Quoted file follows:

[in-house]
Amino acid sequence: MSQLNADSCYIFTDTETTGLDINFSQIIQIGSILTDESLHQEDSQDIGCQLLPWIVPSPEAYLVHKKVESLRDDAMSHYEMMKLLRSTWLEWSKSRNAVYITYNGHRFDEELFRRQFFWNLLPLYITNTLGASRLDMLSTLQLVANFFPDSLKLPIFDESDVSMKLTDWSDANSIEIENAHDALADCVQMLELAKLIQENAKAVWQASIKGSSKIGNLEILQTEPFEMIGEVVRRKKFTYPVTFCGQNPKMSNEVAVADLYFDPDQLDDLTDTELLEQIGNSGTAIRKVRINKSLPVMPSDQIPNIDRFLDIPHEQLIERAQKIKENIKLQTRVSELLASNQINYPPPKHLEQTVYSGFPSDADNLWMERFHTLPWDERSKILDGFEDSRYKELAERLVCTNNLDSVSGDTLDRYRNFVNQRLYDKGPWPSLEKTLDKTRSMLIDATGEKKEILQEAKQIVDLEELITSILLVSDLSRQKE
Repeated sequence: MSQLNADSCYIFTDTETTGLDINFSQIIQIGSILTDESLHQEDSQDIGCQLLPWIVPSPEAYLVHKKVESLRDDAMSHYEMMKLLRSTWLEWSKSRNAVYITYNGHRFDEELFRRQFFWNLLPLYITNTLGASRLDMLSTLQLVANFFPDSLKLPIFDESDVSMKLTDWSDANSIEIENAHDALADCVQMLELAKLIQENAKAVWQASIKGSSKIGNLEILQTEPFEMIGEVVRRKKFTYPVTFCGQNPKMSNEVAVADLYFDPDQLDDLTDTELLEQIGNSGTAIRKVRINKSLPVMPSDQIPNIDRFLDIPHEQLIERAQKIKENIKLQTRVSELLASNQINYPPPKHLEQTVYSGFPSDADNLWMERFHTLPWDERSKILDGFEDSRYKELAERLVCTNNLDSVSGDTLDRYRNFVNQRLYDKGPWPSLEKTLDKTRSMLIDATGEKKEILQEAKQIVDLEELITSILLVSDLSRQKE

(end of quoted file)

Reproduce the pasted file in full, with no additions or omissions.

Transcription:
[in-house]
Amino acid sequence: MSQLNADSCYIFTDTETTGLDINFSQIIQIGSILTDESLHQEDSQDIGCQLLPWIVPSPEAYLVHKKVESLRDDAMSHYEMMKLLRSTWLEWSKSRNAVYITYNGHRFDEELFRRQFFWNLLPLYITNTLGASRLDMLSTLQLVANFFPDSLKLPIFDESDVSMKLTDWSDANSIEIENAHDALADCVQMLELAKLIQENAKAVWQASIKGSSKIGNLEILQTEPFEMIGEVVRRKKFTYPVTFCGQNPKMSNEVAVADLYFDPDQLDDLTDTELLEQIGNSGTAIRKVRINKSLPVMPSDQIPNIDRFLDIPHEQLIERAQKIKENIKLQTRVSELLASNQINYPPPKHLEQTVYSGFPSDADNLWMERFHTLPWDERSKILDGFEDSRYKELAERLVCTNNLDSVSGDTLDRYRNFVNQRLYDKGPWPSLEKTLDKTRSMLIDATGEKKEILQEAKQIVDLEELITSILLVSDLSRQKE
Repeated sequence: MSQLNADSCYIFTDTETTGLDINFSQIIQIGSILTDESLHQEDSQDIGCQLLPWIVPSPEAYLVHKKVESLRDDAMSHYEMMKLLRSTWLEWSKSRNAVYITYNGHRFDEELFRRQFFWNLLPLYITNTLGASRLDMLSTLQLVANFFPDSLKLPIFDESDVSMKLTDWSDANSIEIENAHDALADCVQMLELAKLIQENAKAVWQASIKGSSKIGNLEILQTEPFEMIGEVVRRKKFTYPVTFCGQNPKMSNEVAVADLYFDPDQLDDLTDTELLEQIGNSGTAIRKVRINKSLPVMPSDQIPNIDRFLDIPHEQLIERAQKIKENIKLQTRVSELLASNQINYPPPKHLEQTVYSGFPSDADNLWMERFHTLPWDERSKILDGFEDSRYKELAERLVCTNNLDSVSGDTLDRYRNFVNQRLYDKGPWPSLEKTLDKTRSMLIDATGEKKEILQEAKQIVDLEELITSILLVSDLSRQKE